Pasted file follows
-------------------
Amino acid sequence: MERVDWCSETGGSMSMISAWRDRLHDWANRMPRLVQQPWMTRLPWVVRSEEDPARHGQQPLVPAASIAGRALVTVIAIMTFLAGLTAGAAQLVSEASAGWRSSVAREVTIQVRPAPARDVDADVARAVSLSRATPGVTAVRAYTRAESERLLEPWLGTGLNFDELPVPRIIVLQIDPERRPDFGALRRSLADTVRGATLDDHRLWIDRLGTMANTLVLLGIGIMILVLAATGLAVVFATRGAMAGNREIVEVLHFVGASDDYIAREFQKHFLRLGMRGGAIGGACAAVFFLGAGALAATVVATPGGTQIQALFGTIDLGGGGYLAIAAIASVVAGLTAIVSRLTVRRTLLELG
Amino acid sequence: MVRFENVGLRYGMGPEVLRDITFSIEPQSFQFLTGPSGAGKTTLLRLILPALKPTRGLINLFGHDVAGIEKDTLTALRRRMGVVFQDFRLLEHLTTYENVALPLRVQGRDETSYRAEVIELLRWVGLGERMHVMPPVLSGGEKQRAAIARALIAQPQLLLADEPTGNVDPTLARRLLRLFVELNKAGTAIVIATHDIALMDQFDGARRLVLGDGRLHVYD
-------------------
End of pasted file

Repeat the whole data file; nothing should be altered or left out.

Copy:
Amino acid sequence: MERVDWCSETGGSMSMISAWRDRLHDWANRMPRLVQQPWMTRLPWVVRSEEDPARHGQQPLVPAASIAGRALVTVIAIMTFLAGLTAGAAQLVSEASAGWRSSVAREVTIQVRPAPARDVDADVARAVSLSRATPGVTAVRAYTRAESERLLEPWLGTGLNFDELPVPRIIVLQIDPERRPDFGALRRSLADTVRGATLDDHRLWIDRLGTMANTLVLLGIGIMILVLAATGLAVVFATRGAMAGNREIVEVLHFVGASDDYIAREFQKHFLRLGMRGGAIGGACAAVFFLGAGALAATVVATPGGTQIQALFGTIDLGGGGYLAIAAIASVVAGLTAIVSRLTVRRTLLELG
Amino acid sequence: MVRFENVGLRYGMGPEVLRDITFSIEPQSFQFLTGPSGAGKTTLLRLILPALKPTRGLINLFGHDVAGIEKDTLTALRRRMGVVFQDFRLLEHLTTYENVALPLRVQGRDETSYRAEVIELLRWVGLGERMHVMPPVLSGGEKQRAAIARALIAQPQLLLADEPTGNVDPTLARRLLRLFVELNKAGTAIVIATHDIALMDQFDGARRLVLGDGRLHVYD